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Chapter finally closing in Apple’s ebook antitrust case as U.S. Justice Dept says court monitoring can end


The U.S. Justice Department has said that is now satisfied with Apple’s measures to guard against any repetition of the type of anti-competitive behaviour ruled illegal in the long-running ebooks trialBloomberg reports that the department has recommended that the court-appointed monitor is no longer necessary.

In a letter to the Manhattan federal judge who found in 2013 that Apple illegally conspired with publishers to set e-book prices, the U.S. said Apple has “now implemented meaningful antitrust policies, procedures, and training programs that were obviously lacking at the time Apple participated in and facilitated the horizontal price-fixing conspiracy found by this court.”

The letter did, however, note that Apple “never embraced a cooperative working relationship with the monitor” … 

Apple denied this, but did agree that the relationship had been “rocky.” Apple had previously complained that it was being overcharged by the lawyer appointed by the court to monitor its compliance with the ebook ruling, after it received a bill for $138,432 for a fortnight’s work by Michael Bromwich.

Apple later called for Bromwich to be removed from the role, stating that he was attempting to extend his remit beyond that specified by the court, and demanding interviews with senior Apple execs who’d had no involvement in any of the ebook negotiations. Apple’s motion was denied.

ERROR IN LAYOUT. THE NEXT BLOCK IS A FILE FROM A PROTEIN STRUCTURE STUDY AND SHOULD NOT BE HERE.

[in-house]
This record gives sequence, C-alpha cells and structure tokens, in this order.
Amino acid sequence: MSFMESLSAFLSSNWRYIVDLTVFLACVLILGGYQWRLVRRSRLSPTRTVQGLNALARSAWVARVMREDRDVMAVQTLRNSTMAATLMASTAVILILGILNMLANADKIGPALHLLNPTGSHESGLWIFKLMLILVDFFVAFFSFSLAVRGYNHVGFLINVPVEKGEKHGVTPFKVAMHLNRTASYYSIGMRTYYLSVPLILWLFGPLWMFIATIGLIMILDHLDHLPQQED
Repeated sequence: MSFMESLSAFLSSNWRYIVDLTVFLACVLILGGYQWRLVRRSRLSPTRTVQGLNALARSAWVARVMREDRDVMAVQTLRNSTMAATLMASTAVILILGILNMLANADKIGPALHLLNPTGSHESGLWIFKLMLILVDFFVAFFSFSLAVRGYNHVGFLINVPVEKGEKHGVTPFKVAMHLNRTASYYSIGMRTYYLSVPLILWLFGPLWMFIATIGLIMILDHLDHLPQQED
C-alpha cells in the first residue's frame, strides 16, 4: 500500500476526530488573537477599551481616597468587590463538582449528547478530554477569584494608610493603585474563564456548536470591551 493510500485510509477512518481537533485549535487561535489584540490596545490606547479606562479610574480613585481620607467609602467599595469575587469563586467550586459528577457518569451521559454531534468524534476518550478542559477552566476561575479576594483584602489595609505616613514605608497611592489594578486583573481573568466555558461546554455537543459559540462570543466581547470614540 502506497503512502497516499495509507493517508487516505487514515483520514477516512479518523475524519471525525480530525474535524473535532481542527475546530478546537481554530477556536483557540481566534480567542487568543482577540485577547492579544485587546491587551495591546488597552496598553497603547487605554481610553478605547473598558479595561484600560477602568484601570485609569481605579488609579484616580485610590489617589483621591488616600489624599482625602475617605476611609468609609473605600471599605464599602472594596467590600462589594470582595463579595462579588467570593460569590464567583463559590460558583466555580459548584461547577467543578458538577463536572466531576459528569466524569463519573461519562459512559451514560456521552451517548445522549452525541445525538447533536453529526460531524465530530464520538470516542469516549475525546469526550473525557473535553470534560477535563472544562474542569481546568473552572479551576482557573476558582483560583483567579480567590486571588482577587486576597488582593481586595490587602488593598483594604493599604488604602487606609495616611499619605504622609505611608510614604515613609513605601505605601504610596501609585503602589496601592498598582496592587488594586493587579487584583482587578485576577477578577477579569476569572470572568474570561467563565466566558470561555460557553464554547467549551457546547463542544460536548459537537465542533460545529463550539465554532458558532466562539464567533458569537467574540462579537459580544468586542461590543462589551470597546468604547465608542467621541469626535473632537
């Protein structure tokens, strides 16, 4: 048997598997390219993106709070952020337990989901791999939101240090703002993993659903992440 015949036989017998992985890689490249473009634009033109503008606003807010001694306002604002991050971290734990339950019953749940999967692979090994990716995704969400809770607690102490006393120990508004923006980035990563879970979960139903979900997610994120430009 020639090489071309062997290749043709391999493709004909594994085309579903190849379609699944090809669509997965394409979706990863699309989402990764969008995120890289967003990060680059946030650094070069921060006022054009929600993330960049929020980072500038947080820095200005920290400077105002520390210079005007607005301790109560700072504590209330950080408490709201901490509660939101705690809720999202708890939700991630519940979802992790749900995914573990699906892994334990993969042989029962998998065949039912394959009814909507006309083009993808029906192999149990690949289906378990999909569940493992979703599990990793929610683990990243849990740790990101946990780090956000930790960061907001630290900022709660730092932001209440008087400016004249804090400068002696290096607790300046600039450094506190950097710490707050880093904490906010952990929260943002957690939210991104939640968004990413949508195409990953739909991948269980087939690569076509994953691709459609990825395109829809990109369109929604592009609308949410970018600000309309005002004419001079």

While this chapter of the ebook saga appears to be at end end, it may not be the end of the story: Apple is appealing the case to the U.S. Supreme Court. Apple’s argument is that it needed to act aggressively in pricing negotiations to break Amazon’s near-monopoly in the ebook market at the time. Some judges from Apple’s previous appeal have expressed sympathy with this view.

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  1. airmanchairman - 7 years ago

    Good riddance, one can almost hear the Apple executive collectively say.

    Must have felt like Sinbad in the 1001 Nights, when the Old Man of the Sea refused to get down off his shoulders (after Sinbad carried him across a river) and threatened to stay put until Sinbad died.

  2. lookerjdc - 7 years ago

    Bromwich should be sued….. what a bottom feeder…. but at least now this is over


Avatar for Ben Lovejoy Ben Lovejoy

Ben Lovejoy is a British technology writer and EU Editor for 9to5Mac. He’s known for his op-eds and diary pieces, exploring his experience of Apple products over time, for a more rounded review. He also writes fiction, with two technothriller novels, a couple of SF shorts and a rom-com!

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